Service brakes are nearly only dynamic brakes, adding air brakes at low speeds only. However at EB they are pneumatic only - I do not know what the reason for this design choice was, I'll have to ask someone driving them. Many things were experimental in those trains (and most of them haven't been done ever again xD)
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Post by zbx1425 Fri Apr 03, 2020 1:11 am

Thanks! Nice to know that!
My guess is that they thought air brake is more reliable and irrelevant to the power line status, as EMUs do not have individual levers for air brake and dynamic brake control.
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Post by Quork Fri Apr 03, 2020 10:38 am

Many EMUs, but not all. Classes 401 and 402 e.g. have the classic layout. Newer ICE EMUs don't have separate handles, but you still have some control; there's a button in the lever with which you switch between normal mode (dynamic brakes prioritised) and proportional mode (constant mix of dynamic and pneumatic). Holding it pressed results in pneumatic only, that's especially for defrosting the brake disks every now and then under snow conditions. And pressing it below 40km/h starts the "buffer stop mode", i.e. pneumatic only (you mustn't use dynamic brakes when closing up to something mechanical like a buffer, other vehicles or a derailer).
However that's irrelevant in the topic of EB, because in EB the vehicles always do the same, regardless of what position the dynamic brake lever is in or which program is active. Except for the three closely related classes mentioned above and very few other exots, that is using all/most available dynamic brake force and only "filling it up" with air brakes.
As I mentioned in a post before, locomotives tend to limit the dynamic brake in EB a bit further up the thread. I forgot to mention another important reason in this: We have classic buffers and couplers here in Europe. Because of this, under certain conditions pushing forces (i.e. braking with the front or accelerating with the back) have to be limited; in curves or switches which have a speed limit of 40km/h or less, the pressing force must not exceed 100kN. Since a locomotive doesn't know by itself whether those rules apply and since it can have a heavy goods train in brake regime G on the hook, you could end up with too high force; after all the dynamic brakes are effective nearly instantly while the cars in brake regime G will only reach their full braking force some 10-15 seconds later.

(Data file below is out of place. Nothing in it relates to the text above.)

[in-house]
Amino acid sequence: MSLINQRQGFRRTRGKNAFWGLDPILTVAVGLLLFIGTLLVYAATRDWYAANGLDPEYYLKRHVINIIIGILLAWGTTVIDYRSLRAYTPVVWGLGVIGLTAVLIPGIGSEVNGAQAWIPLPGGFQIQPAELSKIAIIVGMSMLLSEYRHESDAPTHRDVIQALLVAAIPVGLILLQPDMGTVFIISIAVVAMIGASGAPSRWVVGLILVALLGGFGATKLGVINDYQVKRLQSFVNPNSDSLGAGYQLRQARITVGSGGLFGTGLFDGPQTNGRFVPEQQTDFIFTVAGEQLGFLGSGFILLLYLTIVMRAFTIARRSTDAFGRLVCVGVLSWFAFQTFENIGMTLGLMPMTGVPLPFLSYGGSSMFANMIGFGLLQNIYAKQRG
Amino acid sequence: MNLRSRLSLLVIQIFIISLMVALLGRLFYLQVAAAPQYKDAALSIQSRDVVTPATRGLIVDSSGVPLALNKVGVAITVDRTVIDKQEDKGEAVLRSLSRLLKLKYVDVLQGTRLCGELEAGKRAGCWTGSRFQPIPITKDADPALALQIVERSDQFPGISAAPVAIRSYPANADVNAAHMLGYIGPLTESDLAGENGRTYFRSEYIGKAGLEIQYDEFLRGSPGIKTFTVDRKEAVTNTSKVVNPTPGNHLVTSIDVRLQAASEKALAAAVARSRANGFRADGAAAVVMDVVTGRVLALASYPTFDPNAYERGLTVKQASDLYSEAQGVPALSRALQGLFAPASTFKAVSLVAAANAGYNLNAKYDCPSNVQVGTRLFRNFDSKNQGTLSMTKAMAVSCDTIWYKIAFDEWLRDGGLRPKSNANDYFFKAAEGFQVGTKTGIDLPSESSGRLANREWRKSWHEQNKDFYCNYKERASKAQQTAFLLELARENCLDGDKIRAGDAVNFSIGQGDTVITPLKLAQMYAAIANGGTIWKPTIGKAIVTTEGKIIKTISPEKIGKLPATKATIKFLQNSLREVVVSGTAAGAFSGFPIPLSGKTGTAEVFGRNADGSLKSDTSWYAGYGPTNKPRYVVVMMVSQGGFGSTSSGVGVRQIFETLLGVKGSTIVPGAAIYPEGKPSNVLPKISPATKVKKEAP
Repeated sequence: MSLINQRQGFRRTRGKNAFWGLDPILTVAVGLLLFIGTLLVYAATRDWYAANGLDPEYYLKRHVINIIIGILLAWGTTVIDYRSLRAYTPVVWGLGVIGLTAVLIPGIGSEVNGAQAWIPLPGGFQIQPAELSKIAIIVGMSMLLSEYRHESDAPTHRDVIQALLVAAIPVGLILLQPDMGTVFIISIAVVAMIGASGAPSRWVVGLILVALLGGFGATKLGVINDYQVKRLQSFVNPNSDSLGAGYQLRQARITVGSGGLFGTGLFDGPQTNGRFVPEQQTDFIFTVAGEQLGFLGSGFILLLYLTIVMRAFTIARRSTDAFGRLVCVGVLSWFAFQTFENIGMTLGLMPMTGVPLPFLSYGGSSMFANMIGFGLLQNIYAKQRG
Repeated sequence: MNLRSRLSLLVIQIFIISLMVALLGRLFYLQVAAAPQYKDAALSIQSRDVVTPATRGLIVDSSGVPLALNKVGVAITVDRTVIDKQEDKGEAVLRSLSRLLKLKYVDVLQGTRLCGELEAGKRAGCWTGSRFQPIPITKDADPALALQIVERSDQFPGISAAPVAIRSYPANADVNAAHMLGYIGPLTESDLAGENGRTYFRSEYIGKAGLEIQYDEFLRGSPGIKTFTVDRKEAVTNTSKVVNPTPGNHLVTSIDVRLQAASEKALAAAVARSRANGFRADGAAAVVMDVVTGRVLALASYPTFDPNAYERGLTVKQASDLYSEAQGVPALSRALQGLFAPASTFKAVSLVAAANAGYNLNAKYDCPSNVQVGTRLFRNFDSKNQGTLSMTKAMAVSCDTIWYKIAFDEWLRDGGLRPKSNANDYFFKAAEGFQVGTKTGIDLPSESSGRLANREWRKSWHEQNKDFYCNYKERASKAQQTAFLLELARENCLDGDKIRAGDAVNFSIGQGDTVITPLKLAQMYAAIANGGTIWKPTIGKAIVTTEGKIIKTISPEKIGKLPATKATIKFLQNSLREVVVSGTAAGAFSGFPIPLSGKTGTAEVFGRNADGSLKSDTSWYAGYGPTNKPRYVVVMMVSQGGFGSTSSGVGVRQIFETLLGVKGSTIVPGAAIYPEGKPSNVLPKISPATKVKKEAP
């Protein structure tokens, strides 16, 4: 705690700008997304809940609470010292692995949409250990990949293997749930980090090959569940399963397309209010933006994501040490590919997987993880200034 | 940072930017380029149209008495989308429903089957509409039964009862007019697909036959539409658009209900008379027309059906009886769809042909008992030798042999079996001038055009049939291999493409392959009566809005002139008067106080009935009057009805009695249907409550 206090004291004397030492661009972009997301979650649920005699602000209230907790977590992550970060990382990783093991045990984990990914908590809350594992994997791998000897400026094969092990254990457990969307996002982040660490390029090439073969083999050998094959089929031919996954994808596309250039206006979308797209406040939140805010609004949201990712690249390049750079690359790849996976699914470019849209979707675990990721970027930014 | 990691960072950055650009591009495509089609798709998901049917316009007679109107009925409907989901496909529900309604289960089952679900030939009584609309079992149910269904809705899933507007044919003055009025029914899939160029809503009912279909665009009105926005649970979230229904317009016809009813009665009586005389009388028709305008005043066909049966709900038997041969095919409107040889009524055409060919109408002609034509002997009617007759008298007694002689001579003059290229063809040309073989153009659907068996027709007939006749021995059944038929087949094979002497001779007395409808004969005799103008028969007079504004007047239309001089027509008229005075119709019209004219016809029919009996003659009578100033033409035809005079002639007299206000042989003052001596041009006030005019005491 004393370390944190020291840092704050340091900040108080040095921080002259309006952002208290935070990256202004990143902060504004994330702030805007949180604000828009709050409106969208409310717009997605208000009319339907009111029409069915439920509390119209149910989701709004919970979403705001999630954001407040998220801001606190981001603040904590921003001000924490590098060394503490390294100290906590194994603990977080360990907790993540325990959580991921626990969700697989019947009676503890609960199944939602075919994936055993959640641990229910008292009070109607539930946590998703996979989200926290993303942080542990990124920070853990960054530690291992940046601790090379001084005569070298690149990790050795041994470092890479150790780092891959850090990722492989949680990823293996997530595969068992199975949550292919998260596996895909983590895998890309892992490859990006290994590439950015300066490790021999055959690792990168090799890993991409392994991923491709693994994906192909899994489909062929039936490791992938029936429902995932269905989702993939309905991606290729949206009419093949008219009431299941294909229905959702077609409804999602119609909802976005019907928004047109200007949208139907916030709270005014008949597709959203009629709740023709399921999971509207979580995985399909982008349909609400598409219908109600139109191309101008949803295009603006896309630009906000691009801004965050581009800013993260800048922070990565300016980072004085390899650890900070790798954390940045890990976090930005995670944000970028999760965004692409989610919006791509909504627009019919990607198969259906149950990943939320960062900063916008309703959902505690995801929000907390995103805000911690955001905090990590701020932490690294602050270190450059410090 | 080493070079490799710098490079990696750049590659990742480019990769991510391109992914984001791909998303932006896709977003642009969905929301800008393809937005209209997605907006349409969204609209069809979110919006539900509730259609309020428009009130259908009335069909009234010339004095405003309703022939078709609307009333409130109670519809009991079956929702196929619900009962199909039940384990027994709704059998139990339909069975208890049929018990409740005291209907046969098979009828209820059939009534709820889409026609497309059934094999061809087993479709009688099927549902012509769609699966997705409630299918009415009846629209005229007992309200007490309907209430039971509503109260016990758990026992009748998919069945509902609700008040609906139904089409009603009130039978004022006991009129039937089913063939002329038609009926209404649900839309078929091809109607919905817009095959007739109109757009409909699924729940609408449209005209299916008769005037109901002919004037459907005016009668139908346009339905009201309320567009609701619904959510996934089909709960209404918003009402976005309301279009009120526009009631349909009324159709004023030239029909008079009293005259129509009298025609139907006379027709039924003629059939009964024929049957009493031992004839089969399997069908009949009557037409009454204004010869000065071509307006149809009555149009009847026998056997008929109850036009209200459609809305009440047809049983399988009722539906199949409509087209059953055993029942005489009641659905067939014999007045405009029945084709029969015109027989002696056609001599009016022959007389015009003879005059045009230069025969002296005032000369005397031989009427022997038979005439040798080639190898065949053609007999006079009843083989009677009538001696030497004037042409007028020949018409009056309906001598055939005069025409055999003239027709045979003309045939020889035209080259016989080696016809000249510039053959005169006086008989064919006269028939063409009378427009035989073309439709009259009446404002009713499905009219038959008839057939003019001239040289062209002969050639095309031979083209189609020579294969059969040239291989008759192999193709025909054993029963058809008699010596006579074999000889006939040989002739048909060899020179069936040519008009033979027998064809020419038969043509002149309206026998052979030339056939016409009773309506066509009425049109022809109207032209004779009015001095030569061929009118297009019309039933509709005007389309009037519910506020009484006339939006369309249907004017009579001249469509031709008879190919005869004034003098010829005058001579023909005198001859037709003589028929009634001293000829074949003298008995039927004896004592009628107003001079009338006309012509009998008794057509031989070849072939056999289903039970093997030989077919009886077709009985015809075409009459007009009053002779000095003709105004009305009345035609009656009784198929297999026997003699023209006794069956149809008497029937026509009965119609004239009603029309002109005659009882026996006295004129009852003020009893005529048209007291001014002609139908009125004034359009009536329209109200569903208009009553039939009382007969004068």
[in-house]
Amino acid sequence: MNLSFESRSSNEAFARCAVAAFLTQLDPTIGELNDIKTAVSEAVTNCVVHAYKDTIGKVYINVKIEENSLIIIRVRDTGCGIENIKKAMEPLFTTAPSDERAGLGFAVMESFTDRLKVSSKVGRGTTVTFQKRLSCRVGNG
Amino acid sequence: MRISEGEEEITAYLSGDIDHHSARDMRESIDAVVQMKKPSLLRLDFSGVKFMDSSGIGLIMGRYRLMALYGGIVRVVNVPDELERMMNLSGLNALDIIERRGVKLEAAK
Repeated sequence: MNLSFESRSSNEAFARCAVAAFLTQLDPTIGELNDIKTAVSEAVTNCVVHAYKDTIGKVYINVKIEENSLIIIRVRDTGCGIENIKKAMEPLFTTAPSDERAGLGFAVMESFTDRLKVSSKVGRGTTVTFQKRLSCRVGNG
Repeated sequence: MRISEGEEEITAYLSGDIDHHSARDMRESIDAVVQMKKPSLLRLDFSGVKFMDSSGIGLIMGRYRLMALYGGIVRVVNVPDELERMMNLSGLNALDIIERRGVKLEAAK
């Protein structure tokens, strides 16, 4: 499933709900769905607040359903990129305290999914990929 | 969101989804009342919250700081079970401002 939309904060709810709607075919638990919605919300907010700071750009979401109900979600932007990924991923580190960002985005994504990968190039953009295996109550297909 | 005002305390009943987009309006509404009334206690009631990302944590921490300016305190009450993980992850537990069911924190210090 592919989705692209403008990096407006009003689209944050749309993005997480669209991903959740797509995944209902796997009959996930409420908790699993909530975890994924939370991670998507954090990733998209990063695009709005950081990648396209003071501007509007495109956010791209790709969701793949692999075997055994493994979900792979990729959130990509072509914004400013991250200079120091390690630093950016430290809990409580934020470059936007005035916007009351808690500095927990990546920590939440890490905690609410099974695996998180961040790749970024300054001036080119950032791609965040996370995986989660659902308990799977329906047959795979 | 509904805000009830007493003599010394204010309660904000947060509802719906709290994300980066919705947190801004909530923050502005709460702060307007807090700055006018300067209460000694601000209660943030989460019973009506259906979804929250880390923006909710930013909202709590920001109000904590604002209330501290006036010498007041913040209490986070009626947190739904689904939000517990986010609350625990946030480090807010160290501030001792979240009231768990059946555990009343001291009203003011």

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Post by zbx1425 Fri Apr 03, 2020 12:48 pm

Quork wrote:As I mentioned in a post before, locomotives tend to limit the dynamic brake in EB a bit further up the thread. I forgot to mention another important reason in this: We have classic buffers and couplers here in Europe. Because of this, under certain conditions pushing forces (i.e. braking with the front or accelerating with the back) have to be limited.
Thanks a lot! I didn't know that before.
Most railways here is mainly divided into three genres, that is city subway, inter-city local railway and inter-city high-speed railway. There is clear boundaries between them.
For the subways, they are short EMU trains with tight-lock couplers, and most of the things I know are about them. Almost all of them cuts out the dynamic brake on emergency brake application. Some of them even lower the pantograph automatically as I said before. They don't have independent controls for dynamic brake and pneumatic brake.
For the local railway trains, they are long and are pulled by locomotives. The locomotives are quite similar to the others in the world, as they have automatic brake, independent brake and dynamic brake. They can be controlled independently. The dynamic brake on the locomotive does not do much for the heavy train, so in emergency scenerios the driver normally just throws the automatic brake in. But on some locomotives the dynamic brake gets cut out once the brake pipe is depressurized, which causes the accident i mentioned before.
FOr the high-speed EMU trains, a large number of them are directly purchased from Siemens, Kawasaki and Bombadier, so they are the same as the original trains, such as ICE3. The new truly "made in China" CRH380C, CR300AF and CR300BF trains might have different logics, but I don't know much of them.